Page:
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St. Elmo's Fire - Artifacts of Passion CD (album) cover


St. Elmo's Fire


Heavy Prog

3.62 | 19 ratings

From, the ultimate progressive rock music website

gabbel ratchett
4 stars I find it hard to believe that this album has been given such short shrift here at Progarchives. Only one short review as of this writing. With all the major fans of King Crimson and early Genesis in attendence at these pages this wonderfull work seems to have slipped under the radar. Granted, I only discovered this band in the last year, but this album has been out for 4 years now and the band has been around since the late '70's. "Artifacts Of Passion" builds on the foundation laid by" Splitting Ions In The Ether" by taking all the strong points of that album up several levels, the Mellotron is bigger, the dynamic range is much wider, the diversity of compositions has been expanded, the instrumentation has become much more eclectic. Probably the biggest difference between this album and Splitting Ions is in the sound quality. This is a well crafted studio project and it shows. Two of the tracks are studio versions of tracks that appeared on Splitting Ions (Balrog & Abduction) and are far superior to the live versions. These two numbers along with the CD opener "The Dead Sea Scrolls" have the band flexing their Krimson muscles very nicely (the Tron in "Dead Sea" is to die for!). "The Nemo Syndrome" is the only track with vocals on the disc and it has a mini epic type of feel to it. The female background vocal gives the tune a really good feeling of space against all the guitars and male vocal. "Esmerelda" and "Erin & The Green Man" find the band in an acoustic mode that is a very refreshing change from the electric-symphonic mode that they usually operate in. "Esmerelda" has a 12th century eastern feel with lots of violin, reed drones, strings & hand drums. Bring on the belly dancers! "Erin" takes on the guise of a celtic pub tune with the violin leading the way.Pass me another pint please. "Lake Effect" is a very big symphonic number with the unusual choice of bagpipes to lead the Tron, bass pedals, guitars and drums. It washes over you like a major snowfall, duh. "North-West Territory" would probably be the track that radio stations would play,if radio stations played this stuff, its kinda short, very bouncy with violin and guitar trading the melody and very likely to get stuck in your head once you hear it a few times. That leaves "Dog Eared Page", the last track. This is really hard to describe. Acoustic guitars, Mellotron, banjo, bass & drums. If you like Led Zeppelin when they get acoustic and creepy you'll like this one. In short, if you like "Larks Toungues In Aspic", "A Trick Of The Tail", "Houses Of The Holy", "Azigza", & "Below The Salt" you'll probably like this album a lot.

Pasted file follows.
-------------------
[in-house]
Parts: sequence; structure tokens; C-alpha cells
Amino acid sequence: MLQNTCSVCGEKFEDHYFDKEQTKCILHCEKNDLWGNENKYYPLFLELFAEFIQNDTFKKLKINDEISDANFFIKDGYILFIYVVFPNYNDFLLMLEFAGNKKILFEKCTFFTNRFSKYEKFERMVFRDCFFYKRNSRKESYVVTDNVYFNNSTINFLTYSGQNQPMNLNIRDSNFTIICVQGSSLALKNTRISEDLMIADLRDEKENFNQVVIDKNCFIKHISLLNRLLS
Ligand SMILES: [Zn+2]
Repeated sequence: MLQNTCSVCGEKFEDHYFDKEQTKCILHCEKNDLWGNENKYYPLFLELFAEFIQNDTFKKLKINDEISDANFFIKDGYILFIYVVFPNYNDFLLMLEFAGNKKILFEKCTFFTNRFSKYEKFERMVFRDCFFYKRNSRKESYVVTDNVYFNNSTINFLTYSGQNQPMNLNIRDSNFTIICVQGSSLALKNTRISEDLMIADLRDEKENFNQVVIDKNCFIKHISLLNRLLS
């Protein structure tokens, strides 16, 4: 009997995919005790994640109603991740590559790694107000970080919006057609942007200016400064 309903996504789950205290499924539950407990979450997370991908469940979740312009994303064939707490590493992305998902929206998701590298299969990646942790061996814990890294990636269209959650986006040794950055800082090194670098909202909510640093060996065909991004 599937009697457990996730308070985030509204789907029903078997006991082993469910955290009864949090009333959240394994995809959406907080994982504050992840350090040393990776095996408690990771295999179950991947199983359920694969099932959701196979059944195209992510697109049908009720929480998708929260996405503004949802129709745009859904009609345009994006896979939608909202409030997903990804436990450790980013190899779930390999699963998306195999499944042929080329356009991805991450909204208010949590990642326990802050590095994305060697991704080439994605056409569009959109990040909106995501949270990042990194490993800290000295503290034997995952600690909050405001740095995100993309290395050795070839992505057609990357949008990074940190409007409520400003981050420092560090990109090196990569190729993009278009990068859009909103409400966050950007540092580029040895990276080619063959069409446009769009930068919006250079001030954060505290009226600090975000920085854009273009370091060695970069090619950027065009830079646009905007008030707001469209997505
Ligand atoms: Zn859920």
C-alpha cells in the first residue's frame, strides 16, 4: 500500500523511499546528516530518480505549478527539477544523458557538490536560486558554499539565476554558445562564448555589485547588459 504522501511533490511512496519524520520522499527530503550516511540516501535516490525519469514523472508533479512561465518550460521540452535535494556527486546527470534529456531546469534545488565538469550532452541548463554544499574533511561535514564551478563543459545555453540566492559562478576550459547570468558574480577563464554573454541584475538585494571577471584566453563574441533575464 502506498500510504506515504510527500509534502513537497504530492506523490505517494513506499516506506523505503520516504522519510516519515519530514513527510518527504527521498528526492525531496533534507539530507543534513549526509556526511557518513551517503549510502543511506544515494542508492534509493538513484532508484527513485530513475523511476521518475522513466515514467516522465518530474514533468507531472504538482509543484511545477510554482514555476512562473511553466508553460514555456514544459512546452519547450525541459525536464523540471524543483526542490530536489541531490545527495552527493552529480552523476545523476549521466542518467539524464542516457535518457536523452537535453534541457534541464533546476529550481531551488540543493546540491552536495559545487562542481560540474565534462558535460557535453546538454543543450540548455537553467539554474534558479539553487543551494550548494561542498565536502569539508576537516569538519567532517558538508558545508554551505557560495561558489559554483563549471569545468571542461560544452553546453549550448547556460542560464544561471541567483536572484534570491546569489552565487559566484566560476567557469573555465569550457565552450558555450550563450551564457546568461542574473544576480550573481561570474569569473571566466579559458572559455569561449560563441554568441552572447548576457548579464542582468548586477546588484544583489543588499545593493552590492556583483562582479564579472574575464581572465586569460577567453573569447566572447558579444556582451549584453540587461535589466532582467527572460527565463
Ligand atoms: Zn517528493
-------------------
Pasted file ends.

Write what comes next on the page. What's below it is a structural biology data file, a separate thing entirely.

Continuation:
gabbel ratchett | 4/5 |


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